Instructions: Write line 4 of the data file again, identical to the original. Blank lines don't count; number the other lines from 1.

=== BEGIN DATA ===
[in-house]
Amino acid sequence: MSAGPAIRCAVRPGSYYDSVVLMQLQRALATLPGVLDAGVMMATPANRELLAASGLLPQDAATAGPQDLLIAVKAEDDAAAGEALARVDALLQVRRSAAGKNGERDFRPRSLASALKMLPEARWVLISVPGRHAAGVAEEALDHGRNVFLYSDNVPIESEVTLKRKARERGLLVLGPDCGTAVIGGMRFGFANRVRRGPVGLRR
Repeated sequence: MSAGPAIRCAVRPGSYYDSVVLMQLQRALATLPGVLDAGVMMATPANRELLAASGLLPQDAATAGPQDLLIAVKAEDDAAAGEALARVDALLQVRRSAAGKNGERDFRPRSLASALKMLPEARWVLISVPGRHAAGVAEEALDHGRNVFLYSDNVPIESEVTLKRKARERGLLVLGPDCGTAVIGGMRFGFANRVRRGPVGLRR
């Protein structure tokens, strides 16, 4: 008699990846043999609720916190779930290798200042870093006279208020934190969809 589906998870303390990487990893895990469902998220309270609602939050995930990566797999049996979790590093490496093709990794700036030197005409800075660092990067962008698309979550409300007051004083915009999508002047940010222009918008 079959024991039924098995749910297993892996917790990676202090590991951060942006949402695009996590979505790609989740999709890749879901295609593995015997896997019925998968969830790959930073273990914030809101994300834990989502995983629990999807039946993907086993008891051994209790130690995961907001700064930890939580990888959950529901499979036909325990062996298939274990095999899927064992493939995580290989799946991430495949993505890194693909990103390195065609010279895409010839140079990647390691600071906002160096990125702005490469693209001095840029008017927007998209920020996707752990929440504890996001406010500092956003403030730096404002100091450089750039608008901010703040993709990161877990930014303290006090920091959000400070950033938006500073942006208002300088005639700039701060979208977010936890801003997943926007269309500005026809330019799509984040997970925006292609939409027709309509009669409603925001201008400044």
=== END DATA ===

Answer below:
């Protein structure tokens, strides 16, 4: 008699990846043999609720916190779930290798200042870093006279208020934190969809 589906998870303390990487990893895990469902998220309270609602939050995930990566797999049996979790590093490496093709990794700036030197005409800075660092990067962008698309979550409300007051004083915009999508002047940010222009918008 079959024991039924098995749910297993892996917790990676202090590991951060942006949402695009996590979505790609989740999709890749879901295609593995015997896997019925998968969830790959930073273990914030809101994300834990989502995983629990999807039946993907086993008891051994209790130690995961907001700064930890939580990888959950529901499979036909325990062996298939274990095999899927064992493939995580290989799946991430495949993505890194693909990103390195065609010279895409010839140079990647390691600071906002160096990125702005490469693209001095840029008017927007998209920020996707752990929440504890996001406010500092956003403030730096404002100091450089750039608008901010703040993709990161877990930014303290006090920091959000400070950033938006500073942006208002300088005639700039701060979208977010936890801003997943926007269309500005026809330019799509984040997970925006292609939409027709309509009669409603925001201008400044």